Stars: Lindsey Haun, Shadia Simmons

Lesson Learned: Everyone's equal, asshole.

The Color of Friendship was arguably the first time Disney channel viewers were confronted with a harsh reality that isn't whitewashed by musical numbers, futuristic slang, or animated dancing candlesticks. The movie tells the true story of a developing friendship between two girls in 1977; Piper (Shadia Simmons), a black teen from Washington, DC, and Mahree (Lindsay Haun), a wealthy white teen from apartheid South Africa.

At first, Mahree treats Piper's family with disrespect, as her upbringing made her wary of the idea of interracial relationships. However, as she gets closer to Piper, Mahree realizes everyone's inherent equality, and the two learn the meaning of tolerance. Of course, that's the abridged version, without the gritty details of a murdered member of the South African liberation movement, worldwide protests, and Mahree's consequent kidnapping by her embassy.

The film went on to win every major award it was nominated for that year, including an Emmy for Outstanding Children's Program, the NAACP award for Outstanding Youth or Children's Series/Special, and, most importantly, our hearts. —TA

9. Halloweentown (October 17, 1998)

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Director: Duwayne Dunham

Stars: Kimberly J. Brown, Phillip Van Dyke, Debbie Reynolds, Judith Hoag

Lesson Learned: Generational divides can only be overcome through the supernatural.

If you want to prove to a 20-something the ineptitude of Wikipedia, send them to the page for Halloweentown. Here goes: "Halloweentown is a 1998 Disney Channel Original Movie released in October 1998 to acknowledge the holiday of Halloween." Wikipedia, are you kidding? It was released to acknowledge the holiday of Halloween? It wasn't released to acknowledge the crazy pressure parents put on their children? Or to acknowledge the power of family? Wikipedia, FOH.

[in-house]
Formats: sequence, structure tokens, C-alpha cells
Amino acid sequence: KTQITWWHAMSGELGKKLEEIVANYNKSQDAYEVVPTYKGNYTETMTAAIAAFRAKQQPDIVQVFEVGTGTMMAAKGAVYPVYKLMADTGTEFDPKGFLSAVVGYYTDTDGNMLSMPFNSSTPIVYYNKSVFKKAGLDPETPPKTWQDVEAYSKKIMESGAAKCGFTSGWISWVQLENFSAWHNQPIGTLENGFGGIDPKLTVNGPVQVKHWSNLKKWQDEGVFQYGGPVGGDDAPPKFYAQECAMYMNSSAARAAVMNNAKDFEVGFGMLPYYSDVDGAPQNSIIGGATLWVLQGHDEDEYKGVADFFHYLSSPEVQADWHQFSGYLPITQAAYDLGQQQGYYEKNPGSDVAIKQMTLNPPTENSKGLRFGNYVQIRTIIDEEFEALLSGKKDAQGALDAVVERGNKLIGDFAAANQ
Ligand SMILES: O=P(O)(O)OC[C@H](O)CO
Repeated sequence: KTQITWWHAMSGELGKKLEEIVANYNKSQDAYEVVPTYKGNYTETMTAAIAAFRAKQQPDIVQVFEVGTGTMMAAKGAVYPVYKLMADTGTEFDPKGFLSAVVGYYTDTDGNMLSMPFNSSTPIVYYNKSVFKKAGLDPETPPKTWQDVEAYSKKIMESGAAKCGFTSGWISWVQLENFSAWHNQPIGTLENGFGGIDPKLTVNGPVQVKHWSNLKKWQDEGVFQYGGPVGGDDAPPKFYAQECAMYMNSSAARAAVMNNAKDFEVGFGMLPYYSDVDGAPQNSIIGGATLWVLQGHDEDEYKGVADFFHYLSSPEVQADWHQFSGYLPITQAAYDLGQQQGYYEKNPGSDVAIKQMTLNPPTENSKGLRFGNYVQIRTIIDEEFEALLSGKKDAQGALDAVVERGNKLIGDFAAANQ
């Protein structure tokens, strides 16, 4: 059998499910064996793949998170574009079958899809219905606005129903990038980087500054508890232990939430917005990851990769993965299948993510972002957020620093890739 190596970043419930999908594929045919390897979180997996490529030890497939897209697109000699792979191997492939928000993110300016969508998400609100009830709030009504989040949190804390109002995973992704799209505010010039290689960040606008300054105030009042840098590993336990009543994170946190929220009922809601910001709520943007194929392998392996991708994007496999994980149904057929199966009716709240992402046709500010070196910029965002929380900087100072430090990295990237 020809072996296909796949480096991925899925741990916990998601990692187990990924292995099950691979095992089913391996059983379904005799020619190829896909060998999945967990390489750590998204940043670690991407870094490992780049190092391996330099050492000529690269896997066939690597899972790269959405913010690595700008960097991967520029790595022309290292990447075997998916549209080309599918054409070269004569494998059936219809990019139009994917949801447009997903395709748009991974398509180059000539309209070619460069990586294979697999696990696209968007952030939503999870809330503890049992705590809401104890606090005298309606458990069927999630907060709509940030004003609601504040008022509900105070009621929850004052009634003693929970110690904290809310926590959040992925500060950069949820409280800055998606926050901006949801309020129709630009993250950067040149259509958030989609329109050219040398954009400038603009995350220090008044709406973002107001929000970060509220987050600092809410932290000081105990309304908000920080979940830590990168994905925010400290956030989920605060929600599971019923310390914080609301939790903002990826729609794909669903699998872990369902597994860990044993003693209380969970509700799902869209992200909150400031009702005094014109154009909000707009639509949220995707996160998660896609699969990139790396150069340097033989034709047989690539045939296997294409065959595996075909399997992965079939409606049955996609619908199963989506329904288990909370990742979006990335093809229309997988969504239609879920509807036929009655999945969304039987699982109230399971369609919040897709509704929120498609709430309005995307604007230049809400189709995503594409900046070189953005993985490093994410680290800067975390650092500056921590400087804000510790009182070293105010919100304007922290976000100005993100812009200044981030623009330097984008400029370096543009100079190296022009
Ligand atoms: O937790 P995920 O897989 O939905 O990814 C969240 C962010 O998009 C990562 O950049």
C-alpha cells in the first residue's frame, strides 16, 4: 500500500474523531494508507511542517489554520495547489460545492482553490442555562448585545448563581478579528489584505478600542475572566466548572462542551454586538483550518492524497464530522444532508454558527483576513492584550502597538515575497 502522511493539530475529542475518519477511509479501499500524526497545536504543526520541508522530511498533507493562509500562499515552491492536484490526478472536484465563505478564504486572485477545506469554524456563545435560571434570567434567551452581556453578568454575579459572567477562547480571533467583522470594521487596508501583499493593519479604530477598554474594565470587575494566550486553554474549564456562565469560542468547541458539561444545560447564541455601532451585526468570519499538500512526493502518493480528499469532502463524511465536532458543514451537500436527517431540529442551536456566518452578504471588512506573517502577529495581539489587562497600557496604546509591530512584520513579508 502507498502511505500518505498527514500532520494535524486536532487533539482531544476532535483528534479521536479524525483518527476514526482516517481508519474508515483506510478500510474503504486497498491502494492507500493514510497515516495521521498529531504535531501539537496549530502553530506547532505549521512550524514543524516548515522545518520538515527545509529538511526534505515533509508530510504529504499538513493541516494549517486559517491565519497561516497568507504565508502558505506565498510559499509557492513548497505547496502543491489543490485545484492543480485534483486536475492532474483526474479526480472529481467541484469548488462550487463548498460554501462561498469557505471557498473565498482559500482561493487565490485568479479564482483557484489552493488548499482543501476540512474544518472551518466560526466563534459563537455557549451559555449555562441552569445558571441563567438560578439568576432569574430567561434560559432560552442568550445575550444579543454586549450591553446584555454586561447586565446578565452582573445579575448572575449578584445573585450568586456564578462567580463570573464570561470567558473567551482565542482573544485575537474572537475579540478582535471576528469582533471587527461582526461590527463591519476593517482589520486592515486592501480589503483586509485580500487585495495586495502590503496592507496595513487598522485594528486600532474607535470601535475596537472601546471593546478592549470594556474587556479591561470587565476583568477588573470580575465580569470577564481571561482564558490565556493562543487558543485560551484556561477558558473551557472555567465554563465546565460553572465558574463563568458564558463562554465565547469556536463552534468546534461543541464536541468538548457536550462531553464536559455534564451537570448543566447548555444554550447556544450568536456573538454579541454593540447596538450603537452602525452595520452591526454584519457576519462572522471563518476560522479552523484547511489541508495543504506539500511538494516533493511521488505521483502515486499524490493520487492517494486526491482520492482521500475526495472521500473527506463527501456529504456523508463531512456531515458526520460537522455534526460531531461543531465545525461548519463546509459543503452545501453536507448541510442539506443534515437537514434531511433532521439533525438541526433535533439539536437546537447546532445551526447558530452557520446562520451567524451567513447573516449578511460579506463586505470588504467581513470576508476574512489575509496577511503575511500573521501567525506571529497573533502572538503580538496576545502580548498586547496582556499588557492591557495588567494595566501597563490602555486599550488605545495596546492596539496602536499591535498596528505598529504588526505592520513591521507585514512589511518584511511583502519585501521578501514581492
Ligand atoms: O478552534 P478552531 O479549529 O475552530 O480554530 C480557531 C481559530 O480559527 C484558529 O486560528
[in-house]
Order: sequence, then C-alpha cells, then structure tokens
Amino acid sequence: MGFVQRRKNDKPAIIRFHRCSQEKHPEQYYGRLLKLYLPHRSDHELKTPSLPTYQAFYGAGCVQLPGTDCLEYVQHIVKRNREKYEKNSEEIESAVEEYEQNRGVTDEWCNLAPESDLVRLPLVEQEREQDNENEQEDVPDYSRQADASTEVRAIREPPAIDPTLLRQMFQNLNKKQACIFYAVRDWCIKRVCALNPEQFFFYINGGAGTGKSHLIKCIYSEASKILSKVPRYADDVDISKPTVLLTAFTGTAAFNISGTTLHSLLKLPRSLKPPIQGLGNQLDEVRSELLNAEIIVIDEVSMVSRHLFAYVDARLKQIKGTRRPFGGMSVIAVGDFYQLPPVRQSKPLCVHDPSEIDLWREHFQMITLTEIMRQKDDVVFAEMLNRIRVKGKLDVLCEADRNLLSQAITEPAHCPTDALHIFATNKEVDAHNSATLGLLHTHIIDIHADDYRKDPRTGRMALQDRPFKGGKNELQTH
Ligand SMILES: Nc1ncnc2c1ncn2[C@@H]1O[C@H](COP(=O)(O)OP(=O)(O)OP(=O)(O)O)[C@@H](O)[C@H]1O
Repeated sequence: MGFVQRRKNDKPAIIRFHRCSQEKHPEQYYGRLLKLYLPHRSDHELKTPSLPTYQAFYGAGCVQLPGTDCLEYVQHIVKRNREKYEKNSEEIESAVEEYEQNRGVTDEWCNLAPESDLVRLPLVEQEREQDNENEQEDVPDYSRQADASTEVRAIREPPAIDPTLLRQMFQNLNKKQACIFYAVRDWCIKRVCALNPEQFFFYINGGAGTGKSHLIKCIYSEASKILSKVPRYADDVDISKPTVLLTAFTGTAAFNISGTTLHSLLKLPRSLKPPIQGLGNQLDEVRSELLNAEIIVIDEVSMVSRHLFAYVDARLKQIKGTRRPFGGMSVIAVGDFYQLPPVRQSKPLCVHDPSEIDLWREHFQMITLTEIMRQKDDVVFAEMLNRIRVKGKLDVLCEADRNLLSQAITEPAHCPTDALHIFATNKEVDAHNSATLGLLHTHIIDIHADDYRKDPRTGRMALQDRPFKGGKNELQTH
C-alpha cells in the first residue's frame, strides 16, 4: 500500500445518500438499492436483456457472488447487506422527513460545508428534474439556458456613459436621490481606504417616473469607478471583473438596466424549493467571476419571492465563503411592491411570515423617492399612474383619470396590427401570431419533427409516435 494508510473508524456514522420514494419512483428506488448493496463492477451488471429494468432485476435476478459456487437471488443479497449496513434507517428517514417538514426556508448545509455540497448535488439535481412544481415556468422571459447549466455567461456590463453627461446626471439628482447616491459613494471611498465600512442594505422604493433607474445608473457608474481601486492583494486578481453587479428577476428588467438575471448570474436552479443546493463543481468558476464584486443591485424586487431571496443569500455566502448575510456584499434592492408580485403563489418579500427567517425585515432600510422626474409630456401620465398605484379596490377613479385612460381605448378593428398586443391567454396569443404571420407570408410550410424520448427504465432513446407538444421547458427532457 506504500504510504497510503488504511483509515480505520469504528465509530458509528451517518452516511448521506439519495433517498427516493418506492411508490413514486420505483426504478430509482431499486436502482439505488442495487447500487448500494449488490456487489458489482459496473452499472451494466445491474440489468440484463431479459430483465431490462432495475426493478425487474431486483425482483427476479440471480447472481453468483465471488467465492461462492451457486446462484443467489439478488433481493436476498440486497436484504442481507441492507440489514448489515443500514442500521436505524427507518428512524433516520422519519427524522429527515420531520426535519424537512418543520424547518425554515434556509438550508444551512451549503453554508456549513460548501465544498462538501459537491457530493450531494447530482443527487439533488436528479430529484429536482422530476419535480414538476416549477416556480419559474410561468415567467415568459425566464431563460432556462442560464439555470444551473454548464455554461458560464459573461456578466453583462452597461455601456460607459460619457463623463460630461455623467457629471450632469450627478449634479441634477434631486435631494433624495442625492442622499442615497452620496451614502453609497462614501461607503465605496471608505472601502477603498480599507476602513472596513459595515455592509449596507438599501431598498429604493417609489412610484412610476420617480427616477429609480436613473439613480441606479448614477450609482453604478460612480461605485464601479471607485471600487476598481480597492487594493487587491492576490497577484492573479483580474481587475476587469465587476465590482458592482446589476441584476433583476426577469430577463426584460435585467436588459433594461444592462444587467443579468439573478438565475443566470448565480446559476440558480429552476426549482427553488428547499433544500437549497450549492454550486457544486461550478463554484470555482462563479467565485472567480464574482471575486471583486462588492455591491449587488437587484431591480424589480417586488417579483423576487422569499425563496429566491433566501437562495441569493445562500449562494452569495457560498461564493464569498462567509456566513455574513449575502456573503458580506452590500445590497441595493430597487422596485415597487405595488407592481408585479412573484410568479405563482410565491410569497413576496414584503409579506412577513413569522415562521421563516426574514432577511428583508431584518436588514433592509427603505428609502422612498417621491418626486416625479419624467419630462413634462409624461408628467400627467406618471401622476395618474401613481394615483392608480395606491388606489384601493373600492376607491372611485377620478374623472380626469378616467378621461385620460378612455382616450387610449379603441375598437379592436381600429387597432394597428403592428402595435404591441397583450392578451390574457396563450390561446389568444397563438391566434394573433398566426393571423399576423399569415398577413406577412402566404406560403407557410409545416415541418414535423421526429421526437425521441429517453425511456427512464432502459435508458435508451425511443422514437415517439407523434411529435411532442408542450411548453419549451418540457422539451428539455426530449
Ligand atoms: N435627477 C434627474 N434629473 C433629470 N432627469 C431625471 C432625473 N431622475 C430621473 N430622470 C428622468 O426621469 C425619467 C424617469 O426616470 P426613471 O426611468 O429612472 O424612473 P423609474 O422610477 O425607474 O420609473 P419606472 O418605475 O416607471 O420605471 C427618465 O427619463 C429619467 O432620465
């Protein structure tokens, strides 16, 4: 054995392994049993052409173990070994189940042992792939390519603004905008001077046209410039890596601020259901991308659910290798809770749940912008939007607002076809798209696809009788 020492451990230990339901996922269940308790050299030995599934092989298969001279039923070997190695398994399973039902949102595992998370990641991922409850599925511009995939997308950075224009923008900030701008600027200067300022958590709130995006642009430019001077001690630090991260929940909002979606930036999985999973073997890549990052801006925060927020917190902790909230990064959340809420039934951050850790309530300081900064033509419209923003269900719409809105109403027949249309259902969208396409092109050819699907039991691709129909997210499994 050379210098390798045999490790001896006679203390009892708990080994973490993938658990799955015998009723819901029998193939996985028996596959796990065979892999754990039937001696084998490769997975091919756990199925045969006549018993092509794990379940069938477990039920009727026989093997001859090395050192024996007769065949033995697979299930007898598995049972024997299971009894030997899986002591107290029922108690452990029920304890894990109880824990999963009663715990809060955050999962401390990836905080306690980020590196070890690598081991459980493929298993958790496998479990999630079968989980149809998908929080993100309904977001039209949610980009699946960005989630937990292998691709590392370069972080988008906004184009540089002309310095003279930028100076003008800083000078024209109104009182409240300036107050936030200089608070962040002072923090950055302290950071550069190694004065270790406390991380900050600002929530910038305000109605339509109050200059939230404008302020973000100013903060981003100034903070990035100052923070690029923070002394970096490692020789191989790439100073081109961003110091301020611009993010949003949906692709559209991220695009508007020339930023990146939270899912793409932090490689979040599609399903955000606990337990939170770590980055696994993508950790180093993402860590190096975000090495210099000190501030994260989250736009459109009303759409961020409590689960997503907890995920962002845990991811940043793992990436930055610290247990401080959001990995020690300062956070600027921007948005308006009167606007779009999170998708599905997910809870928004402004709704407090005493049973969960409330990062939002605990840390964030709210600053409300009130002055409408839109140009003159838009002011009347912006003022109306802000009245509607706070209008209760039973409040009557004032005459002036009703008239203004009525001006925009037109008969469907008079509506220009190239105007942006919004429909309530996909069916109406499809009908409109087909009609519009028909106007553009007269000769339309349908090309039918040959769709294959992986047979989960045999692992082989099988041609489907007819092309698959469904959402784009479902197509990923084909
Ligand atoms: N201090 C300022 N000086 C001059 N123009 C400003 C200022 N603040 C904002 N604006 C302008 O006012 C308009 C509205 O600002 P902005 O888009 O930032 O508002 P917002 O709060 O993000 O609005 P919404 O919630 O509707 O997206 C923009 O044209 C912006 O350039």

Halloweentown spawned three sequels—the money is the motive—but the original stands out as the towering achievement, a film that made the tensions between generations (three of 'em, to be specific) vividly real against the backdrop of a magic land that mostly isn't ripped off from Tim Burton's The Nightmare Before Christmas. Although Debbie Reynolds (who plays the eldest member of the Cromwell clan) has a face that's basically a claymation short. —RS

8. Motocrossed (February 16, 2001)

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Director: Steve Boyum

Stars: Alanna Austin, Riley Smith, Trevor O'Brien, Scott Terra, Michael Cunio

Lesson Learned: Be nice to your fellow bro—he might turn out to be a hot girl in drag.

Many movies are re-imagined Shakespeare plays—Kiss Me Kate, My Own Private Idaho, and even Romeo Must Die—but who would've ever thought to set any in the extreme world of motocross? Only the magical minds at Disney, of course!

An adaptation of Willy's Twelfth Night, Motocrossed follows Andrea "Andi" Carson, a dirt bike riding chick who gets a crew cut and takes over her twin brother's spot in a big race that could win their family-run team a corporate sponsorship. Unfortunately for Andi, her ride to the finish is obstructed by that fact that she's "just a measly girl" in a world overrun by brolic dudes in protective cups—one being her love interest and competition—and her overprotective dad, who benches her in place of the douchey European rider he's hired as a replacement.